How many times have you thought about doing something, only you didn’t do it because it made you feel uncomfortable? Think about it. Maybe it was asking your high school crush out on a date. Or it was running in that 5k race, and you hadn’t run in ages. Or it was starting a blog and sending out content to people you weren’t sure were going to read and/or like it.
Okay, guilty. That last example is me. And it’s true. When I first started writing these, every time I went to hit send on my latest blog post a tinge of panic would temporarily overcome me. Some feelings of anxiety would take over: Will anyone read it? What if no one does? Will they like it if they read it? Oh my god, what if no one reads it?! Then I’d hit send and it was gone. Off into the interwebs. No turning back. And I’d realize that feeling of unease was gone too.
As time has gone by, I felt that tinge of panic less and less each time. In fact, I probably won’t even freak out at all when I send this one out. I hope.
I’ve also realized that how all of you react to my articles isn’t the end of the world. The point of my writing is to help, encourage, and support you on your financial journey. Someone always takes something away from these, and that’s what matters. I know. I get comments on my Facebook page where I post these. LinkedIn, same thing. And emails as well. Thank you!
You know what else is uncomfortable? Saving more money. Communicating with a spouse about finances. The stock markets. Even switching to a new financial advisor.
Yup, it’s true. These can all make us very uncomfortable. They can even make us panic. Some more than others. What’s really causing these feelings of unease? That’s what we have to understand.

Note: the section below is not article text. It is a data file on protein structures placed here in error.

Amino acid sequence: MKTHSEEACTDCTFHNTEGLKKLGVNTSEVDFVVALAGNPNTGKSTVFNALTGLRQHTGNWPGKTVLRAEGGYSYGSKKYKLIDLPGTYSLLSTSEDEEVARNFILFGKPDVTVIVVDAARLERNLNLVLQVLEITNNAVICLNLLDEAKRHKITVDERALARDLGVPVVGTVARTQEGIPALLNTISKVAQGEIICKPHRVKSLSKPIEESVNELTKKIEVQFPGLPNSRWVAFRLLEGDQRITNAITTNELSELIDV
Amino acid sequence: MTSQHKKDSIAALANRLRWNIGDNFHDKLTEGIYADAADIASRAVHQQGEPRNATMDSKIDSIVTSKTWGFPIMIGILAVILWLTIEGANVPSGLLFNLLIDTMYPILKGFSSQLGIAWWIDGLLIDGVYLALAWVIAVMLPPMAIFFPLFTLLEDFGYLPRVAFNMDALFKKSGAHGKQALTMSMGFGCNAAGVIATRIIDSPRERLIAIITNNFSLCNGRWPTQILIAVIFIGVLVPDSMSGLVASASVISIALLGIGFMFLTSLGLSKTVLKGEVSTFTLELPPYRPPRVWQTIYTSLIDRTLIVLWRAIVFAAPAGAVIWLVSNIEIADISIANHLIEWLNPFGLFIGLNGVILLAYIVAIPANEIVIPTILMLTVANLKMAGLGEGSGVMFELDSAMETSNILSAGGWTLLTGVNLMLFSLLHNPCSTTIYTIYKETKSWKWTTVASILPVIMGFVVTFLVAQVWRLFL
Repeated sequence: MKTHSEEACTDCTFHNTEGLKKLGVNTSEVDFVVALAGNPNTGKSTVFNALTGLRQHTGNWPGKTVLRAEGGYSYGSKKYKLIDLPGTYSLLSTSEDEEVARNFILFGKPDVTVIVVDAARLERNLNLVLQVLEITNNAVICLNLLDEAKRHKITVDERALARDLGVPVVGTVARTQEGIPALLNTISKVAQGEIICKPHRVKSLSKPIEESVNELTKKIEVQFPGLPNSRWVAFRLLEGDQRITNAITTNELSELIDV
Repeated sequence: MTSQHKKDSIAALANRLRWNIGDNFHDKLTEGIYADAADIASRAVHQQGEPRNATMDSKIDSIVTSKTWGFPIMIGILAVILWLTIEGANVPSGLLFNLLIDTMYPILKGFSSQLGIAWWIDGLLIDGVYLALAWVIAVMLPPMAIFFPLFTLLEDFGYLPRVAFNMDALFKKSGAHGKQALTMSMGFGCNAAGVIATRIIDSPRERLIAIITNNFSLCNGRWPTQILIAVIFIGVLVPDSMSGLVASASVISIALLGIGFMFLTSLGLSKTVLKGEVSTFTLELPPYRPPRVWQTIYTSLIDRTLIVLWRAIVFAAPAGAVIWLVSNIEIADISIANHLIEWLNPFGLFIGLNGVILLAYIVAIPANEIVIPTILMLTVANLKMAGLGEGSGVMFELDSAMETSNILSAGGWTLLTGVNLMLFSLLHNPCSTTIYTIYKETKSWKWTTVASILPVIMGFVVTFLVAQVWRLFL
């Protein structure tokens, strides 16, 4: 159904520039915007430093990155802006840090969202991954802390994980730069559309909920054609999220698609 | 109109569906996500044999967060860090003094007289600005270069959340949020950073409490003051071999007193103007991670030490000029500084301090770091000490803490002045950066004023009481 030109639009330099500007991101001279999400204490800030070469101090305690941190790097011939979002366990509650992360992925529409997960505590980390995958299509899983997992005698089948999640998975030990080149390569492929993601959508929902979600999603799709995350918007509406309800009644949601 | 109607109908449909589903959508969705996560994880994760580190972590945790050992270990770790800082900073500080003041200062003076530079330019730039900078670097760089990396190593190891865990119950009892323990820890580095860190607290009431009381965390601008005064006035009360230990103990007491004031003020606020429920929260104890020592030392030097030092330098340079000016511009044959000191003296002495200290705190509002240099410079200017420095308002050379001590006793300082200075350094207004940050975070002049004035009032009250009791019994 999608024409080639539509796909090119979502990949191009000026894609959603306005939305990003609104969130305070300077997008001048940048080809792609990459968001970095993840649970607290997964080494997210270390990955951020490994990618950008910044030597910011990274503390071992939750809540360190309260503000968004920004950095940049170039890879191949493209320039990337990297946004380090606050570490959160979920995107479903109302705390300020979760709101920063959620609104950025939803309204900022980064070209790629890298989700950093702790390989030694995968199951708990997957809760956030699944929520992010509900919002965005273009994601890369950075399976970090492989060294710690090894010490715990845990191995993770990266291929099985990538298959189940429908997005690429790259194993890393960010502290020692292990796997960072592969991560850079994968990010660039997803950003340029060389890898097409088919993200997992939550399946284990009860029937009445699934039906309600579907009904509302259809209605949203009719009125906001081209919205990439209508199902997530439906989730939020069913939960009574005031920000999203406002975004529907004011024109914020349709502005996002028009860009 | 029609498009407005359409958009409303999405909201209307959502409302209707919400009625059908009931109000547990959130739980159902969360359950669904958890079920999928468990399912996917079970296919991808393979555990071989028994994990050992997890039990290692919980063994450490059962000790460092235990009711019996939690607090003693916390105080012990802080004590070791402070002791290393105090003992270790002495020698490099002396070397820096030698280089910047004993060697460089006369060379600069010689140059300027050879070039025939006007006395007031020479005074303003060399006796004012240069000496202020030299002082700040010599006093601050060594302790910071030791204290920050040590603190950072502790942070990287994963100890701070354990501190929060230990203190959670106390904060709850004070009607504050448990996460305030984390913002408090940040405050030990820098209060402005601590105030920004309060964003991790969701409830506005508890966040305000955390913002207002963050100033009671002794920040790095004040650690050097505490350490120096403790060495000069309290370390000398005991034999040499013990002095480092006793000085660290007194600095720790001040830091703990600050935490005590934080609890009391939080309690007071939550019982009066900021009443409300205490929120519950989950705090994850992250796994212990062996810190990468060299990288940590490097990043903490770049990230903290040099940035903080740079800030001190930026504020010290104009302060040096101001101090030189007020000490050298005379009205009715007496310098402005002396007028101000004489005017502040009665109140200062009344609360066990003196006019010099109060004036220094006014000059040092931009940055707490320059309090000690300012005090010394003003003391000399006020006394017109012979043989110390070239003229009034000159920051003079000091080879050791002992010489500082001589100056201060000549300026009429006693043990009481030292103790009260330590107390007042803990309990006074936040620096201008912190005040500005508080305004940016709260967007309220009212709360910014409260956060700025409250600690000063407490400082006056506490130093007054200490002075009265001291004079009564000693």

For most of us, the uncomfortable feelings will subside over time. They will become natural, a part of our everyday life. The extra money we decided to save? Over time, we might feel joy, elation, or at peace about the money we have and where we are, versus the money we spent and where we were. And over time, we won’t even miss it in our lifestyle. We’ll adapt and the uncomfortable will become comfortable.
Change is scary for a lot of us. Mostly because of the internal dialogues we have with ourselves. I think we like to fool ourselves into how hard it will be, or maybe what we might miss out on, or even that we can’t do it. The flip side is what we might be able accomplish, what we might have instead, and what those feelings and emotions will do for us. If we embrace the uncomfortable feelings, how might our life be better for it?
I’ve gotten much better with these here blog posts. In fact, I like to send the drafts to my wife before you all get to read them. She gets the sneak peek. She also sends me some terrific and positive feedback on them. Maybe she really likes them, or maybe she knows the positive feedback encourages me to write more. Either way, my initial feelings of unease have changed. I went from uncomfortable to comfortable. And you can start to do the same in your financial life.